One in five Americans will develop a skin cancer in their lifetimes – and many of them will be treated with a specialized procedure called Mohs surgery. With an ability to remove the entire cancer while preserving healthy tissue and producing the smallest possible wound, the Mohs micrographic surgical technique is widely accepted as the most precise and effective way to treat skin cancer on the face.
Types of skin cancer
There are a variety of different types of skin cancers, but they all develop due to excessive exposure to the sun. An extremely versatile technique, Mohs surgery can successfully treat the vast majority of skin cancers, including:
Basal cell carcinoma. The most common form of skin cancer, basal cell carcinomas are rarely fatal, but can be highly disfiguring if left unattended. The lesions tend to occur in sun-exposed areas of the face and body. In some cases, they may appear as sores that seem to get better, but then reappear and may begin to bleed.
Squamous cell carcinoma. The second most common form of skin cancer, squamous cell carcinoma is most likely to develop on sun exposed regions of the face and body. Early symptoms may include a firm, red nodule or a flat lesion with crusting or scaliness on the surface.
Melanoma. The least common form of skin cancer is melanoma. It only comprises about two percent of all skin cancers, but it’s responsible for the vast majority of skin cancer deaths in America. It can form anywhere on the body and may develop along normal skin or within a previously normal mole. To detect melanoma, it’s important to be aware of the ABCDEs of the condition:
- Asymmetry. Asymmetry is a warning sign for melanoma. If you divide a malignant lesion in half with an imaginary line, the two halves will not match.
- Border. Most benign lesions have clean and even borders. If your mole has irregular or uneven edges, it may be a sign of early melanoma.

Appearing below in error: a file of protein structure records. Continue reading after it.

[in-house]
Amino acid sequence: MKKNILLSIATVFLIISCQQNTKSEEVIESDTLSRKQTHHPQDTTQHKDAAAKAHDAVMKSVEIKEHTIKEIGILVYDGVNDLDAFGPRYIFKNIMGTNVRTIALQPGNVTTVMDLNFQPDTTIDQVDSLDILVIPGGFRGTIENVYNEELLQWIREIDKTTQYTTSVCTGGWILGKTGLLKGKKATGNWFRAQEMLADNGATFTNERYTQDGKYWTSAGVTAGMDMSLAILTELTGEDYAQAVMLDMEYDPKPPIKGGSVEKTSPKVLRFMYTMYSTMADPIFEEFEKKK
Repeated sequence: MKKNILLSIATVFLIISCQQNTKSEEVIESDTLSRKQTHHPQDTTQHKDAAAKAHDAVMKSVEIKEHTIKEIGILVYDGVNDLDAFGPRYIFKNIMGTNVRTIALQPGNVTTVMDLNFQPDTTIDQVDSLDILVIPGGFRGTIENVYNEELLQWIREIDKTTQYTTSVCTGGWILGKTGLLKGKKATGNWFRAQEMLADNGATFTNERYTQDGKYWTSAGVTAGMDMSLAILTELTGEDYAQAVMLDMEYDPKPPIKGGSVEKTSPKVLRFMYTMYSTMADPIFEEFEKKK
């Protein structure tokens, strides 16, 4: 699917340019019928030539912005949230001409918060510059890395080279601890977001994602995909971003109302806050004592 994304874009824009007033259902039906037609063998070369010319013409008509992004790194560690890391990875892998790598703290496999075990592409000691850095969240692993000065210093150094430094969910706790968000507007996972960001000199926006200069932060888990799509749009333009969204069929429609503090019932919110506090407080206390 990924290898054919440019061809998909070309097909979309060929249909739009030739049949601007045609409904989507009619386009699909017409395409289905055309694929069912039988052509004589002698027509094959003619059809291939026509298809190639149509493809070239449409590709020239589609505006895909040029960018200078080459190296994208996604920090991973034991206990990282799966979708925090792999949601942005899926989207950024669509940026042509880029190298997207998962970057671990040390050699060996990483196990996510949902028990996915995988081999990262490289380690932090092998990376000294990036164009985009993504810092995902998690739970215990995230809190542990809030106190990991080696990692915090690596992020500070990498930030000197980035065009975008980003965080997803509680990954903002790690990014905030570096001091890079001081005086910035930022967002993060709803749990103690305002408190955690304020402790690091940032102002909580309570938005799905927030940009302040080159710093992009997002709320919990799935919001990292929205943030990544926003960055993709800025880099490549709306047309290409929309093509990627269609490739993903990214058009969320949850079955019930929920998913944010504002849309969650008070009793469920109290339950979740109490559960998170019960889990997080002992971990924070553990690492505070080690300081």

- Color. Benign moles tend to be one shade of brown, while melanomas contain different shades of brown, black, white, blue or red.
- Diameter. Melanomas commonly grow to be larger in diameter than a pencil’s eraser, though they may be smaller when they are first diagnosed.
- Evolving. Benign moles do not evolve – they stay the same over time. If your mole starts to change in any way, it should definitely be evaluated by a dermatologist.
An overview of Mohs surgery
With a cure rate of nearly 99 percent for most types of skin cancer, Mohs micrographic surgery is the gold standard approach for removing cancerous lesions. The procedure is most commonly performed by a dermatopathologist, a medical doctor who specializes in dermatology and pathology. During surgery, the physician will remove the cancerous layers of skin and tissue. He or she will then carefully analyze each excised layer using microscopic examination until your skin is entirely cancer-free. This allows the physician to remove all of the cancer, while preserving as much healthy tissue as possible.
Once your cancer is removed, there will be a defect where the procedure was performed. If this defect is small, it can be closed with terrific results by your dermatopathologist. However, if the defect is more extensive or involves sensitive areas, you may be referred to Dr. Ridgway for his reconstructive expertise.
Schedule a consultation
If you are preparing to undergo Mohs surgery for skin cancer, we encourage you to first schedule a consultation for among the best Mohs reconstruction Bellevue has to offer with Dr. James M. Ridgway. During your private meeting, he will carefully evaluate the cancerous area being removed, which allows him to collect the information he will need to restore your normal facial appearance after surgery.Schedule a consultation